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Providing information, education, and training to build knowledge, develop skills, and change attitudes that will lead to increased independence, productivity, self determination, integration and inclusion (IPSII) for people with developmental disabilities and their families.

Mom Confesses To Killing Infant Daughter
By Dave Reynolds, Inclusion Daily Express
August 7, 2003

ST. PAUL, MINNESOTA--Monday morning, Mine An Ener was in the middle of her usual routine, feeding her 6-month-old daughter in her parent's family room, when she decided to kill the infant.

According to a statement Ener gave to St. Paul police, she picked up baby Raya, walked to the kitchen to get a 12-inch kitchen knife, then went into the bathroom where she sliced the girl's throat -- twice.

Ener said she killed her daughter because she "did not want the child to go through life suffering."

Raya Donagi had Down syndrome. During her short life she had relied much of the time on a feeding tube.

Ener appeared in court Wednesday, charged with second-degree murder. If convicted, she could receive up to 40 years in prison. The judge scheduled her arraignment for August 27 and set her bail at $500,000. She was being held in the county jail on suicide watch.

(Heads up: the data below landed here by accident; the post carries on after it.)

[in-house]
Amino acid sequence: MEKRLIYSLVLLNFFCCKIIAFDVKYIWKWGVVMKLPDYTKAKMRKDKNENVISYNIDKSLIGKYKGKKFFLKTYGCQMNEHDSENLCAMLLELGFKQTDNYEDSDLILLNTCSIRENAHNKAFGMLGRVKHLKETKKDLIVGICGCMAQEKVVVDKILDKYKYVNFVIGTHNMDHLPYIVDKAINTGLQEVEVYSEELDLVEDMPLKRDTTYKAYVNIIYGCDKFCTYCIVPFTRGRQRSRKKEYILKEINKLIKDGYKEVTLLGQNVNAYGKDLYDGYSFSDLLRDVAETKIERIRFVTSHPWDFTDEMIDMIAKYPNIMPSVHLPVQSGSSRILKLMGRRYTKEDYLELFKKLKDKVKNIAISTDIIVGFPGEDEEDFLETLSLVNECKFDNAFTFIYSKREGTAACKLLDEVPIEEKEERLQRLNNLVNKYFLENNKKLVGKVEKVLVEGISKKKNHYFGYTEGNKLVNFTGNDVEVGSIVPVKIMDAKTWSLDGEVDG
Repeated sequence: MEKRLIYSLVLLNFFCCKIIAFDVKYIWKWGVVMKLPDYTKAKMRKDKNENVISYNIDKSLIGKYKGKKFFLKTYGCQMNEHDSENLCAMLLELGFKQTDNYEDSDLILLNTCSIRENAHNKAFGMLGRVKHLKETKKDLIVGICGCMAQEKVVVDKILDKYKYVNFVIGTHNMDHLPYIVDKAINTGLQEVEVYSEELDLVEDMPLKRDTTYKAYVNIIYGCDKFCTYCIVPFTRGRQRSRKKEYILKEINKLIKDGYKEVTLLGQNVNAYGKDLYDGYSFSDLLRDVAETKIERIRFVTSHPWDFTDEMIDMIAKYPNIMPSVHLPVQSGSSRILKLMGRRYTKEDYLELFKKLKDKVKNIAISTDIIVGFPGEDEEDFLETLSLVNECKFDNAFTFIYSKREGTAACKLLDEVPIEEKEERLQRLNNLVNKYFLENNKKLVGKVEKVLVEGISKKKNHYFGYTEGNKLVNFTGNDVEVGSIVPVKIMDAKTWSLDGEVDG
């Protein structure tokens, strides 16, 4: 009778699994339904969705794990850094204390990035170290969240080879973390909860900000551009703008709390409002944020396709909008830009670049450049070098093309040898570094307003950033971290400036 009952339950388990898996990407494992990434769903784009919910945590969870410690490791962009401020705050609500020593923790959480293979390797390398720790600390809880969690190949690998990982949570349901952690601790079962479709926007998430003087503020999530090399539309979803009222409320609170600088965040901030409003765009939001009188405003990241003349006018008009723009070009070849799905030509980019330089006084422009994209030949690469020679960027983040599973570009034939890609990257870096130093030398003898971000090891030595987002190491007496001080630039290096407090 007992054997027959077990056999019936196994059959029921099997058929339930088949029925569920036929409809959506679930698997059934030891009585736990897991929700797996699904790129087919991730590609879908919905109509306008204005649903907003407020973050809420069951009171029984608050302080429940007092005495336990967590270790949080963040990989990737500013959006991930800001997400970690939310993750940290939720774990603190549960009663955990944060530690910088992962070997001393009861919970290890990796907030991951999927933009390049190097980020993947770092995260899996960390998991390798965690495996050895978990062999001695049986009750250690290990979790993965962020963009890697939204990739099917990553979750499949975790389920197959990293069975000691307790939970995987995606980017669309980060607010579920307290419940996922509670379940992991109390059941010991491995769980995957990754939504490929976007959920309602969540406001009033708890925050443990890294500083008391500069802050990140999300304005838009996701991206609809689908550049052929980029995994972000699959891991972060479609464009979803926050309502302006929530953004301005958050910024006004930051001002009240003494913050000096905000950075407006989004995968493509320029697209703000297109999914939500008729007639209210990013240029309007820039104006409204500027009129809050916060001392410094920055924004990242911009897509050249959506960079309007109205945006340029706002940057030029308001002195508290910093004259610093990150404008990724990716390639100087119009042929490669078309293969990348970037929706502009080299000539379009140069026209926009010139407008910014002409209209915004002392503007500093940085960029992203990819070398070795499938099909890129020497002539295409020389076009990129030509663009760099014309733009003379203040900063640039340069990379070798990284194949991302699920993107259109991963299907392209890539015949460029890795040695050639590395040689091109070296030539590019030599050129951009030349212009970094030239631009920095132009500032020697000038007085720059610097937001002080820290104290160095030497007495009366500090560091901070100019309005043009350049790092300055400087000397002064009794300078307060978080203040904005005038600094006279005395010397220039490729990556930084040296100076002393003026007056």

Ener is a history professor specializing in Middle East studies at Villanova University outside Philadelphia. According to media reports, she had been experiencing post-partum depression in recent months and talked about committing suicide and about hurting her child.

St. Paul police Sgt. Bruce Wynkoop told the Pioneer Press that Ener was surrounded by a loving husband and family who wanted to help her.

"She had alternatives," Wynkoop said.

As has been the case with many high-profile murders of children with disabilities at the hands of their parents, the media and others are focusing on what they call the "parent's suffering".

"Here is a woman who has worked very hard in her career and was very successful. And she probably expected to be just as successful in childbearing and childrearing," said Dr. Shari Lusskin, director of reproductive psychiatry at the New York University School of Medicine. "And to have a child that is handicapped, it must have been devastating to her."

Many disability groups point out that people with Down syndrome can live satisfying lives -- often living as long as the general population. Many parents of children with Down syndrome have responded that, while there are challenges, the rewards are immeasurable.

Related articles:
Mom charged with killing baby (Pioneer Press)
"Villanova professor is silent in court" (Philadelphia Inquirer)
"Missing the up side of Down" (Pioneer Press)


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